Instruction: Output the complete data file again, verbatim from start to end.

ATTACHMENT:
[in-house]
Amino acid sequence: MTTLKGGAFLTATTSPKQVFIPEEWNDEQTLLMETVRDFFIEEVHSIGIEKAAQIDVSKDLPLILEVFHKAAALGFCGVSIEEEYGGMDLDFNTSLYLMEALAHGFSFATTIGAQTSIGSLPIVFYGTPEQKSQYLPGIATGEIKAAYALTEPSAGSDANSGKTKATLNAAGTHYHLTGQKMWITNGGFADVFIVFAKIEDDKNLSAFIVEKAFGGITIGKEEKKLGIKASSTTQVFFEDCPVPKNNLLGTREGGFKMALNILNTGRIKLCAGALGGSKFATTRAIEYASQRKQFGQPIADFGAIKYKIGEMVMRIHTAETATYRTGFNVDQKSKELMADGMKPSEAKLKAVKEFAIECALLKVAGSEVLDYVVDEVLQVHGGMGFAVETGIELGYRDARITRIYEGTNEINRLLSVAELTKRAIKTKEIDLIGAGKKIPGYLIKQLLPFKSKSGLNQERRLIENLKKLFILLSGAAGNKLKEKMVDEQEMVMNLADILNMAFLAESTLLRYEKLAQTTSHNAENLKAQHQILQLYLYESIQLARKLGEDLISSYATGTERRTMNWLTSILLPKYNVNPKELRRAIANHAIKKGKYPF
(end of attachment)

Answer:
[in-house]
Amino acid sequence: MTTLKGGAFLTATTSPKQVFIPEEWNDEQTLLMETVRDFFIEEVHSIGIEKAAQIDVSKDLPLILEVFHKAAALGFCGVSIEEEYGGMDLDFNTSLYLMEALAHGFSFATTIGAQTSIGSLPIVFYGTPEQKSQYLPGIATGEIKAAYALTEPSAGSDANSGKTKATLNAAGTHYHLTGQKMWITNGGFADVFIVFAKIEDDKNLSAFIVEKAFGGITIGKEEKKLGIKASSTTQVFFEDCPVPKNNLLGTREGGFKMALNILNTGRIKLCAGALGGSKFATTRAIEYASQRKQFGQPIADFGAIKYKIGEMVMRIHTAETATYRTGFNVDQKSKELMADGMKPSEAKLKAVKEFAIECALLKVAGSEVLDYVVDEVLQVHGGMGFAVETGIELGYRDARITRIYEGTNEINRLLSVAELTKRAIKTKEIDLIGAGKKIPGYLIKQLLPFKSKSGLNQERRLIENLKKLFILLSGAAGNKLKEKMVDEQEMVMNLADILNMAFLAESTLLRYEKLAQTTSHNAENLKAQHQILQLYLYESIQLARKLGEDLISSYATGTERRTMNWLTSILLPKYNVNPKELRRAIANHAIKKGKYPF